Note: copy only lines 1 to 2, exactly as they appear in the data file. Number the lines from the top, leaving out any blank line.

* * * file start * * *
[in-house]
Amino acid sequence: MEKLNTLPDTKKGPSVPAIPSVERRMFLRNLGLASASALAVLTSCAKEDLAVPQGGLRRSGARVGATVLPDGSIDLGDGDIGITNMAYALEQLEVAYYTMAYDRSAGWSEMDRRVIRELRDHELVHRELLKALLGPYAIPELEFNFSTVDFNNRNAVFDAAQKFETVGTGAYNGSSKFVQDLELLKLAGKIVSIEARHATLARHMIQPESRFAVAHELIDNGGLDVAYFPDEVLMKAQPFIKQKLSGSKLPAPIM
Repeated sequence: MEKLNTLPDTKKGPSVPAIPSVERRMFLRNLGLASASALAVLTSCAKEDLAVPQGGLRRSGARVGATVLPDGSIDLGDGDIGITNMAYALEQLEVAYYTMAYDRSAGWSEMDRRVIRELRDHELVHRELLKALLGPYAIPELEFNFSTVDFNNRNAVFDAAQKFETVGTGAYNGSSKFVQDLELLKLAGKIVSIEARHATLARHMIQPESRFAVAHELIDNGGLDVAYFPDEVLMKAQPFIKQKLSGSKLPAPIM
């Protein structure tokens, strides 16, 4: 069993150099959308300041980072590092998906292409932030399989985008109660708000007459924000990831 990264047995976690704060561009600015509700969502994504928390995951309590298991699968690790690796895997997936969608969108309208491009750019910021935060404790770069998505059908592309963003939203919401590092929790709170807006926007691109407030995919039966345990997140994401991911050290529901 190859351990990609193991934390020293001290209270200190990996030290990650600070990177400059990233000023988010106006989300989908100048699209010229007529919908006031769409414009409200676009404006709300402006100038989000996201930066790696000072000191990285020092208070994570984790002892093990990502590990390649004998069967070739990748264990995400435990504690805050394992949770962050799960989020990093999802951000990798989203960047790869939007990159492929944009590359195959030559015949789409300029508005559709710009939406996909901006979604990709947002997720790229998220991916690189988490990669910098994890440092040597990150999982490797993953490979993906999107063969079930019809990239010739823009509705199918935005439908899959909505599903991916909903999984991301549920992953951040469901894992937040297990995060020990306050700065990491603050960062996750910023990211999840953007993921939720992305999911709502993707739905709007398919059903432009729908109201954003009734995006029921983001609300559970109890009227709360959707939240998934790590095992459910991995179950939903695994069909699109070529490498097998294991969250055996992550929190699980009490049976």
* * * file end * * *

[in-house]
Amino acid sequence: MEKLNTLPDTKKGPSVPAIPSVERRMFLRNLGLASASALAVLTSCAKEDLAVPQGGLRRSGARVGATVLPDGSIDLGDGDIGITNMAYALEQLEVAYYTMAYDRSAGWSEMDRRVIRELRDHELVHRELLKALLGPYAIPELEFNFSTVDFNNRNAVFDAAQKFETVGTGAYNGSSKFVQDLELLKLAGKIVSIEARHATLARHMIQPESRFAVAHELIDNGGLDVAYFPDEVLMKAQPFIKQKLSGSKLPAPIM